Motion-induced blindnessMotion-induced blindness was originally discovered by Ramachandran and Gregory in 1991.However it was given more attention and named when rediscovered by Bonneh, Cooperman, and Sagi in 2001. The researchers originally attributed its causes strictly to attentional mechanisms, seeing the visual system as operating in a winner-takes-it-all manner.
Troxler's fading, discovered by Troxler in 1804, is a very similar phenomenon in which an object away from one's focus of attention disappears and reappears irregularly. There is no necessity for a moving background for this illusion to occur. Other similar phenomena in which salient stimuli disappear and reappear include binocular rivalry, discovered as early as 1593, monocular rivalry,and flash suppression.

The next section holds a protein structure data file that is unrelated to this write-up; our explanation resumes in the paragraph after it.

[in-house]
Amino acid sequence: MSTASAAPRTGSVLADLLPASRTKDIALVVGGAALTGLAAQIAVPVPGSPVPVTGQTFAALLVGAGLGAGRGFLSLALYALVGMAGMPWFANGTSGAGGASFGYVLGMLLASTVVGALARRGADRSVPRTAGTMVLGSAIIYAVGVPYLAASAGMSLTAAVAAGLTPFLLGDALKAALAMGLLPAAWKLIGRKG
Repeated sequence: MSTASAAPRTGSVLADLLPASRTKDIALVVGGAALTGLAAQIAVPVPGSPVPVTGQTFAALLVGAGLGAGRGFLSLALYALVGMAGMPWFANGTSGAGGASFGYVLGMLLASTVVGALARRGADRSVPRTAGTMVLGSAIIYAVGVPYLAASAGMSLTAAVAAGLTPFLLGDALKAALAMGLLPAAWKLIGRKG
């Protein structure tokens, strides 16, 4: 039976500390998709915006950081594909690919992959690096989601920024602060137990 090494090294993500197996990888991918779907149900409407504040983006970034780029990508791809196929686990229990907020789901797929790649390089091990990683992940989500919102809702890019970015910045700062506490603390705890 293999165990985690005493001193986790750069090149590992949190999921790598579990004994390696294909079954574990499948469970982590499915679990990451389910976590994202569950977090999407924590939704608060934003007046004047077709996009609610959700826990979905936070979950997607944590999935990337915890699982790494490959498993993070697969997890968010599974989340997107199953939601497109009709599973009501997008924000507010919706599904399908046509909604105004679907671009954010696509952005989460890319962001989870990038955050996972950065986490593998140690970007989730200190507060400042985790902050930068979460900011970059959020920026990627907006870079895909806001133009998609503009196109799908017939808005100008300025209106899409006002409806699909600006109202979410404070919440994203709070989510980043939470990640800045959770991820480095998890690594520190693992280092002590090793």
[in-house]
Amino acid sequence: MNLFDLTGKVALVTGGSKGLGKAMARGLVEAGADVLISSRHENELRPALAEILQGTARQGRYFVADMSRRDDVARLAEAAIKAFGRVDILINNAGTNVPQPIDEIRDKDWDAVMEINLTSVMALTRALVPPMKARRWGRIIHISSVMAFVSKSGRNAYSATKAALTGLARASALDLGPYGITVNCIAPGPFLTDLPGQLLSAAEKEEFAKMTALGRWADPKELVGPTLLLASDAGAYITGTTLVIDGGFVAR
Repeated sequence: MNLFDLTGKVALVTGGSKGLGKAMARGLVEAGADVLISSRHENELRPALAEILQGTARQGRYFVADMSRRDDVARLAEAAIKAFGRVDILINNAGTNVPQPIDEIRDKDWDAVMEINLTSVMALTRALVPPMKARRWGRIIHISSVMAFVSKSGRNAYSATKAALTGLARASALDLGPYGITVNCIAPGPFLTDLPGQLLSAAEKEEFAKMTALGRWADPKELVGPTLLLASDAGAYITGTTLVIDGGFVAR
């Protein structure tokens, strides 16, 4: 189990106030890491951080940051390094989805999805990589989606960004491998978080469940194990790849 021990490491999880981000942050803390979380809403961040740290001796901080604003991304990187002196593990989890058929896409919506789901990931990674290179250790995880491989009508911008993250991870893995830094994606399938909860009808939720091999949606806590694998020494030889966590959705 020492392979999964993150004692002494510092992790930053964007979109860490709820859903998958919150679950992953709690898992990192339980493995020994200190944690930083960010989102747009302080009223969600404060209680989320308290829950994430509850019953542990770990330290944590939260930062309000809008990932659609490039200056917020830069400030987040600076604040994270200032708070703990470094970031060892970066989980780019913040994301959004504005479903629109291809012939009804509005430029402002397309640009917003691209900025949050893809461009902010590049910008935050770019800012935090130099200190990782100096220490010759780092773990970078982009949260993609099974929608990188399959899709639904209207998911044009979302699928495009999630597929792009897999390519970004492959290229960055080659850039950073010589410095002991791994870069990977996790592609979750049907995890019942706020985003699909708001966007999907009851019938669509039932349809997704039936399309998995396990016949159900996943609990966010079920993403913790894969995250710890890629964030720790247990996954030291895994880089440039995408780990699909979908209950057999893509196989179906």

As the phenomenon was discovered so recently, researchers have speculated about whether MIB occurs outside the laboratory, without being noticed as such. Situations such as driving, in which some night drivers should see stationary red tail lights of the preceding cars disappear temporally when they attend to the moving stream of lights from oncoming traffic may be case points.
In this demonstration the observer focuses at the flickering green dot in the middle. After about 10 seconds, the observer sees one, two or all three of the static yellow dots arranged at the corners of an imaginary equilateral triangle disappear and then reappear. These disappearances and reappearances continue pseudo-randomly for as long as the observer cares to look. (Wikipedia)
If you concentrate your eyes on the moon, you’ll experience the disappearance of the stars.